A good rule of thumb is to set aside between 25% and 28% of your net income for taxes. Remember that your quarterly tax payments are only estimates of the amount you’ll actually owe, so if you only pay the amount that’s been calculated, your tax payments could be too low or too high.
Of course, 25-28% is also an estimate, but it’s a pretty reasonable one and it will ensure that your tax payments scale up or down alongside your income.
Also, remember that we’re only talking about net income here. That’s what’s left over after paying all of your business expenses. Don’t set aside 25% of your gross income, or you’ll end up dramatically overpaying your taxes. While you’ll get the extra money back when you file your tax return, there’s no sense in putting yourself in financial hardship in the meantime.
What Happens If I Miss A Quarterly Payment?
It’s fairly common, as you’re learning how do owner operators pay taxes, to forget the deadlines for quarterly payments. Fortunately, nothing terrible happens when you do. The IRS will charge you a late payment penalty when you file your taxes for each quarterly payment that was missed. While it’s frustrating to have to pay those penalties, late fees from the IRS aren’t nearly as high as you might expect. As long as you still pay the full amount of taxes you owe you’ll be ok.
Do Owner Operators Pay Income Tax?
As new owner operators figure out how do owner operators pay taxes, one very common question is do they have to pay income tax? Many people think that, since they are self employed, the income tax won’t apply to them.
We understand the confusion. You technically don’t have an employer paying you wages or a salary, so the money you make is the profit from your business.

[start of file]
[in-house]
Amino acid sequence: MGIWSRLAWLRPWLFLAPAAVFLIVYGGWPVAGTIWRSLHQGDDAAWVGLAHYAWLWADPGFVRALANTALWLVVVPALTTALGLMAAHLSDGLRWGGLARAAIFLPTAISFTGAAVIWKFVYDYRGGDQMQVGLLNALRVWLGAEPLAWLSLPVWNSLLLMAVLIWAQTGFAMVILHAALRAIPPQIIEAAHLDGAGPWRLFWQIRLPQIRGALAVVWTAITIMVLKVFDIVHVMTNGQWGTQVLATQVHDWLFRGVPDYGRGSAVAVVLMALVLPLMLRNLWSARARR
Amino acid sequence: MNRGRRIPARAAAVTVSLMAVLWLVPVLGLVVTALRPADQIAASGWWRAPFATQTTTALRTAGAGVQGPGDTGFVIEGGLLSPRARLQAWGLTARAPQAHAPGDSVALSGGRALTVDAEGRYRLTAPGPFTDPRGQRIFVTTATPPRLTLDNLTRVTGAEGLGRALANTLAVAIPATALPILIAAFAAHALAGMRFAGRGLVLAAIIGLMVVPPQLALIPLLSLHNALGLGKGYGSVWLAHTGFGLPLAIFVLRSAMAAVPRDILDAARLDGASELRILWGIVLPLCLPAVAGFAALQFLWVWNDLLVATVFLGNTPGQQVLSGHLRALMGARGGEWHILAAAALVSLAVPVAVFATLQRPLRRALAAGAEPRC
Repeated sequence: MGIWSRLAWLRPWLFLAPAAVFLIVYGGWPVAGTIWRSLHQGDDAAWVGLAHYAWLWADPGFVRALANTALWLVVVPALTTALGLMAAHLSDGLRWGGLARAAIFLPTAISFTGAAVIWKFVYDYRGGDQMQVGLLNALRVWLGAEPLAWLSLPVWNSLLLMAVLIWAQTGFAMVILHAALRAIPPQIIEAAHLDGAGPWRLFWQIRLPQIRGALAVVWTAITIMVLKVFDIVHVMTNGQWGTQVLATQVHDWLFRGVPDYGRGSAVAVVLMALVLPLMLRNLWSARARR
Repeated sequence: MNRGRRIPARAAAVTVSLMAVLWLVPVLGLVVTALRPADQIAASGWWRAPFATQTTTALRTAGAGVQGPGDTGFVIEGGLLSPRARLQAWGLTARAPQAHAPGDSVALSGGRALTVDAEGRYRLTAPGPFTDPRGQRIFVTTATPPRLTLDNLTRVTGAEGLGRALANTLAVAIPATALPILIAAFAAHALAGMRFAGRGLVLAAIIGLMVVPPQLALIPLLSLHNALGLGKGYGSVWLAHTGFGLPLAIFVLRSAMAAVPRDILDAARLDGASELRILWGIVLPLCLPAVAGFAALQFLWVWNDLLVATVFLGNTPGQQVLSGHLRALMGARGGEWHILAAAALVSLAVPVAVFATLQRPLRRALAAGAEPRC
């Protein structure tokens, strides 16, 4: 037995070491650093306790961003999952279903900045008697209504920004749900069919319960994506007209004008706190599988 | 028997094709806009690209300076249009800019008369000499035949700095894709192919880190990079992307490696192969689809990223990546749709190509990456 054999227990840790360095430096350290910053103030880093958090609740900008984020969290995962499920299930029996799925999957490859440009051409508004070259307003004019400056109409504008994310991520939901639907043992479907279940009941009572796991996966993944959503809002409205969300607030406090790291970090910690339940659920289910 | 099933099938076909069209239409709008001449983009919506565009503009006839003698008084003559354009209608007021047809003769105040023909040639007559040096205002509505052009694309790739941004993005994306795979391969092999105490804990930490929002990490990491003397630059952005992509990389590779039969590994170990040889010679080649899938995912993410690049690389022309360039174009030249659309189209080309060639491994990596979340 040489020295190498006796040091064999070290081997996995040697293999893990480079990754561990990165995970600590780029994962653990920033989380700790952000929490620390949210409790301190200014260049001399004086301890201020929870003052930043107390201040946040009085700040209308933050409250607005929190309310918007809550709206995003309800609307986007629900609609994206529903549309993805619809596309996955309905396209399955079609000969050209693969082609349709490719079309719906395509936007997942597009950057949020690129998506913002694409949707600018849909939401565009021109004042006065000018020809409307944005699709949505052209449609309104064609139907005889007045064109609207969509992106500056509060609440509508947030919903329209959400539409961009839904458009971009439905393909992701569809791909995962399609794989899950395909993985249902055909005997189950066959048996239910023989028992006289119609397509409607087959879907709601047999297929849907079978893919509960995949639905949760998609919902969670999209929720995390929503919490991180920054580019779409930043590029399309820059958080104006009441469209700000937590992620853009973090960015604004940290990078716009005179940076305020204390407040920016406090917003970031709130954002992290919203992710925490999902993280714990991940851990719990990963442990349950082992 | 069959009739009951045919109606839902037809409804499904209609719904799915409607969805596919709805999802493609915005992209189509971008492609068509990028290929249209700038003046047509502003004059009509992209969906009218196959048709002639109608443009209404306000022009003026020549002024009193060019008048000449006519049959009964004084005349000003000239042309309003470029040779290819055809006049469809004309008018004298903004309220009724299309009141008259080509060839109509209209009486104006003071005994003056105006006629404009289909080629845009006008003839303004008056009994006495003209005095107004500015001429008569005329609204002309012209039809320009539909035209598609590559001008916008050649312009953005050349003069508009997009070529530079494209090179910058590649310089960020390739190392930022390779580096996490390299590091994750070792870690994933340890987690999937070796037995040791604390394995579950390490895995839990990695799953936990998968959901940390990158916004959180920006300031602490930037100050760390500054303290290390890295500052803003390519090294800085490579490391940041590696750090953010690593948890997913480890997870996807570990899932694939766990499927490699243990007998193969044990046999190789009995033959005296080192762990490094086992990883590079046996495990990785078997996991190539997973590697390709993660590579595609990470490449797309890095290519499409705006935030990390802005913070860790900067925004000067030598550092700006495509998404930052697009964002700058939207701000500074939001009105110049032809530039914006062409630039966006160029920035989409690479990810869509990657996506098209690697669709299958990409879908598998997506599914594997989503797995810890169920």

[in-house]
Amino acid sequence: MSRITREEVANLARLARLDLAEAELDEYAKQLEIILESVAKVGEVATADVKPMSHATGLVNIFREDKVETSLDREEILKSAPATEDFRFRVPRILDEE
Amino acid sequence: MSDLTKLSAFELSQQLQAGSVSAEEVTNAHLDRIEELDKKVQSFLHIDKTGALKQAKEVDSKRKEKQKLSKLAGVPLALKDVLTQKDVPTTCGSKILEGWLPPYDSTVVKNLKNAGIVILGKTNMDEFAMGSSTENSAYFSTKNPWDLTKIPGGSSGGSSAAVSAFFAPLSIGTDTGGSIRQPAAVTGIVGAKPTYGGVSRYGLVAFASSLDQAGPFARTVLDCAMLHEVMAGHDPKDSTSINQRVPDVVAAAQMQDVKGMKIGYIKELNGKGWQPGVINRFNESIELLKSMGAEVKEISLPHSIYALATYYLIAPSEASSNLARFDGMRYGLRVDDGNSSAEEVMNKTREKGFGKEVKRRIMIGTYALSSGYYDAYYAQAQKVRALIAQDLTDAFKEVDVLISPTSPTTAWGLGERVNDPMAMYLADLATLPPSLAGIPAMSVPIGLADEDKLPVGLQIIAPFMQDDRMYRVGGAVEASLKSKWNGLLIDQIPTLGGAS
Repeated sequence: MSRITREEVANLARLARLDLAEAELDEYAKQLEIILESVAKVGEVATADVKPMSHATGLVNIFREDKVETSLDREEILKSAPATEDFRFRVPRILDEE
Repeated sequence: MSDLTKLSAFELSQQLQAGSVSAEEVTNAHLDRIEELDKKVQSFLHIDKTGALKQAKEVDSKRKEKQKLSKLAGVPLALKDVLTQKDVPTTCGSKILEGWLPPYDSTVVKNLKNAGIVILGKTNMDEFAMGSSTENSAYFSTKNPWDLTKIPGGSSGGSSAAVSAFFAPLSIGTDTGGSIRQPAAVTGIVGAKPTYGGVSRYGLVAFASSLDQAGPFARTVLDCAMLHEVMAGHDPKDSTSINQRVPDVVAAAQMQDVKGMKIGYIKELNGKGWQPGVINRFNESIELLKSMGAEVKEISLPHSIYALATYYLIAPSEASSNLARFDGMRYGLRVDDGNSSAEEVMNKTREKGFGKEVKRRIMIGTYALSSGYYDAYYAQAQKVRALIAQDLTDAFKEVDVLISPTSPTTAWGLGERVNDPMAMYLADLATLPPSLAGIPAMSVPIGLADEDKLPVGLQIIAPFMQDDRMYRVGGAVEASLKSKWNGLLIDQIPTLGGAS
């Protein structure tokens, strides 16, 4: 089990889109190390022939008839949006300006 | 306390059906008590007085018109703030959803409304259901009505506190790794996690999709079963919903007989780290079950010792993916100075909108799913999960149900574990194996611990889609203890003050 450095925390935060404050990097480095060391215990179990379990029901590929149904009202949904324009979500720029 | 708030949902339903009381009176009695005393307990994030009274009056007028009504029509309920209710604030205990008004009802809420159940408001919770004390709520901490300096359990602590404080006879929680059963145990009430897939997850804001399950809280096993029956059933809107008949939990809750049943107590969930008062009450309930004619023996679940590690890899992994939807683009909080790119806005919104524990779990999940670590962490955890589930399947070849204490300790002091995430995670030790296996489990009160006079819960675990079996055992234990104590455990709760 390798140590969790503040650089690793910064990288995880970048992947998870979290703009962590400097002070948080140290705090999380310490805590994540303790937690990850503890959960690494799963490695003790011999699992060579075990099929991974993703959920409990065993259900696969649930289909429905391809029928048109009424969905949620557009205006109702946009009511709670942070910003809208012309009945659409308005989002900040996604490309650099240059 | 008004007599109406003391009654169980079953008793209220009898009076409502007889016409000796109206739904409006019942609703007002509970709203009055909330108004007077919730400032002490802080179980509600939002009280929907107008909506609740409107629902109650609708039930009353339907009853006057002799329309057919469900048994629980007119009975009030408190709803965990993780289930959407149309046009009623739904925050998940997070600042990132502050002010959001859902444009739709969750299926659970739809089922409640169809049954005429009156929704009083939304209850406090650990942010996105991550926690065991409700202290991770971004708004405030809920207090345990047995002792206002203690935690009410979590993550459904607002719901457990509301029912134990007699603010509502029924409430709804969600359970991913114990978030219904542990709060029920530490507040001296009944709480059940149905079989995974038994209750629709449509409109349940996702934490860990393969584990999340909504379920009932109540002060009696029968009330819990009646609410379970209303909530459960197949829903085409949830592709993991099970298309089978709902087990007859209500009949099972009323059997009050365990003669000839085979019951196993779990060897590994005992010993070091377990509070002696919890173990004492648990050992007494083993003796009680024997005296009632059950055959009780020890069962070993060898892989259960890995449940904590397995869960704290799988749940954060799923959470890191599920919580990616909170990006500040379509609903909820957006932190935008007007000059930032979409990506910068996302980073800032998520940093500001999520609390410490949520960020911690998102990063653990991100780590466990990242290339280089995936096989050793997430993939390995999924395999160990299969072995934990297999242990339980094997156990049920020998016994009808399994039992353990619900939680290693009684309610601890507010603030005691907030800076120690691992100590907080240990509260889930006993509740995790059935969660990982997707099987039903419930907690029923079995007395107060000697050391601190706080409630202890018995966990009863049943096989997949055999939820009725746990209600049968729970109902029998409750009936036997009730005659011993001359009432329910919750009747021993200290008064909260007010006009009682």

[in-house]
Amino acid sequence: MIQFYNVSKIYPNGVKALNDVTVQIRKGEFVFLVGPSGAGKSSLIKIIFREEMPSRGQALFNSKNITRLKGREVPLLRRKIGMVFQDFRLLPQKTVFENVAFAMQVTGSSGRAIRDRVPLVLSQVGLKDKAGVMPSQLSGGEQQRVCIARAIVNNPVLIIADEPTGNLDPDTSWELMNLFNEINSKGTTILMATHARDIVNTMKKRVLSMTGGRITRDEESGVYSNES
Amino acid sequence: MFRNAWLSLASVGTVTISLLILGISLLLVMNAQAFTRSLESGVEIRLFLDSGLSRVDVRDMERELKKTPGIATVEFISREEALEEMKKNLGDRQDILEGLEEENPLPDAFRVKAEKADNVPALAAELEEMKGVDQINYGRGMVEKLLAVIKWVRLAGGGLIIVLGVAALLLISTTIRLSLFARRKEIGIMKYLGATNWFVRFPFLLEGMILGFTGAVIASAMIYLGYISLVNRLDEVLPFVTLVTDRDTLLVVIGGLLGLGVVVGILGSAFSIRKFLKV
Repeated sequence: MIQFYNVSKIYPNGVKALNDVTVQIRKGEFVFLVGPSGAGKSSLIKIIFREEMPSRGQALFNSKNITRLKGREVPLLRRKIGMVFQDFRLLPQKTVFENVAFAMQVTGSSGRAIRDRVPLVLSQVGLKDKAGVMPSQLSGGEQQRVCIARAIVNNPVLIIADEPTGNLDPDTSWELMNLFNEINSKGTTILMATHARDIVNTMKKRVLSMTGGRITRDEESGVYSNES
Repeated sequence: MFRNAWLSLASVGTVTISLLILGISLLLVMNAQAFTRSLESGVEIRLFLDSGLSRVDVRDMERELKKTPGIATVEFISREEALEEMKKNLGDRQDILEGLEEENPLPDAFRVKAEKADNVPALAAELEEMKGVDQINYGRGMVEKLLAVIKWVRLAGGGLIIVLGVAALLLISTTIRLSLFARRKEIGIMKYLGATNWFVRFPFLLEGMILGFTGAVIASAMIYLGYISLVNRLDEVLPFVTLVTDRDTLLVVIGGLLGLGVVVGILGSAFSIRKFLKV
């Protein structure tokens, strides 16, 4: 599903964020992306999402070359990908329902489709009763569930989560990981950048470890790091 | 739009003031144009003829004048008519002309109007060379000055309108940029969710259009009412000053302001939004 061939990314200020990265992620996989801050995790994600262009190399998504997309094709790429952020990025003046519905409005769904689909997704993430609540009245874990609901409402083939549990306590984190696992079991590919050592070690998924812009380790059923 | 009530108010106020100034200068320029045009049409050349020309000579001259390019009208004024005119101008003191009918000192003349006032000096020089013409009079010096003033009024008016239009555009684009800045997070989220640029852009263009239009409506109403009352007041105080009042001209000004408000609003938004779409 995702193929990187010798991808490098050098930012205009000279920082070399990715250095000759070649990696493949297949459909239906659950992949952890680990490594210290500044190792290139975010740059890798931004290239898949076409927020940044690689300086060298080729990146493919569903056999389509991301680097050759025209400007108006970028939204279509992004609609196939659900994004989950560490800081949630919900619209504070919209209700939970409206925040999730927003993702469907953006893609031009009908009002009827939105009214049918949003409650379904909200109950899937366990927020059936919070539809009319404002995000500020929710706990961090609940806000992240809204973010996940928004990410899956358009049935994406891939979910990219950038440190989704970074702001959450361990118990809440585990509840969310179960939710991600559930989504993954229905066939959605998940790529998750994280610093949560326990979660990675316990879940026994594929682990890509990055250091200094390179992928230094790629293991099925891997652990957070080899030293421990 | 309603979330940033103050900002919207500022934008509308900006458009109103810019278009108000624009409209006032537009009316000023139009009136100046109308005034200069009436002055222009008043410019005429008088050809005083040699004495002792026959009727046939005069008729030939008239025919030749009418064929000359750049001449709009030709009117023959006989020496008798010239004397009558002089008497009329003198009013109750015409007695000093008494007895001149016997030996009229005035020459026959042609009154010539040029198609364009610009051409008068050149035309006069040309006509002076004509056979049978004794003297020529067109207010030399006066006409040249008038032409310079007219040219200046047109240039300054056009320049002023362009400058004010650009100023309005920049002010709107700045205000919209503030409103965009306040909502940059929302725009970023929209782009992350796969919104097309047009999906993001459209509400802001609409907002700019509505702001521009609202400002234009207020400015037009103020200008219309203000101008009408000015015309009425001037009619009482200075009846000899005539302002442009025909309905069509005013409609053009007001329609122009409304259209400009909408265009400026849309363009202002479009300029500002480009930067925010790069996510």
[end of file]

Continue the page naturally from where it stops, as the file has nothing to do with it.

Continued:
But notice that it’s not the Federal Salary Tax or the Federal Wage Tax. Income is a broad term that simply describes any money you earn (or are given), minus your business expenses. So, yes, owner operators pay the Federal income tax. They pay state income taxes, too, unless they’re living and working in states like Florida and Texas that have no state income tax.
Do Owner Operators Pay Less Taxes Than Company Drivers?
This is a difficult question to answer. That’s because the amount a person pays in taxes depends heavily on their income, marital status, number of dependents, place of residence, and hundreds of other things. That includes whether or not they handle their tax returns themselves or pay a professional to do it.
On paper, owner operators should be paying more in taxes than company drivers. An operator pays the same amount in income taxes as a company driver earning an equivalent salary, but the owner operator also has to pay the self employment tax. So, all else being equal, the owner operator pays more in taxes than the company driver.
The problem is, all else is not equal. First, it’s quite likely that the owner operator is earning a lot more money than the company driver, so even if they’re paying a higher percentage of their income in taxes, they’re still earning more money.
Second, owner operators can take advantage of a lot more tax deductions than a company driver. That can lower their taxes significantly.
Deductions are your friend when paying taxes
However, all of those deductions available to owner operators are for expenses that company drivers don’t have to pay out of pocket anyway. So then it becomes a matter of how much the company driver’s take home pay is affected by those expenses.
There simply isn’t an easy, clear cut answer here. An owner operator might pay less in taxes, if they’re great at keeping records and are willing to hire a quality tax professional to help them take full advantage of every possible deduction.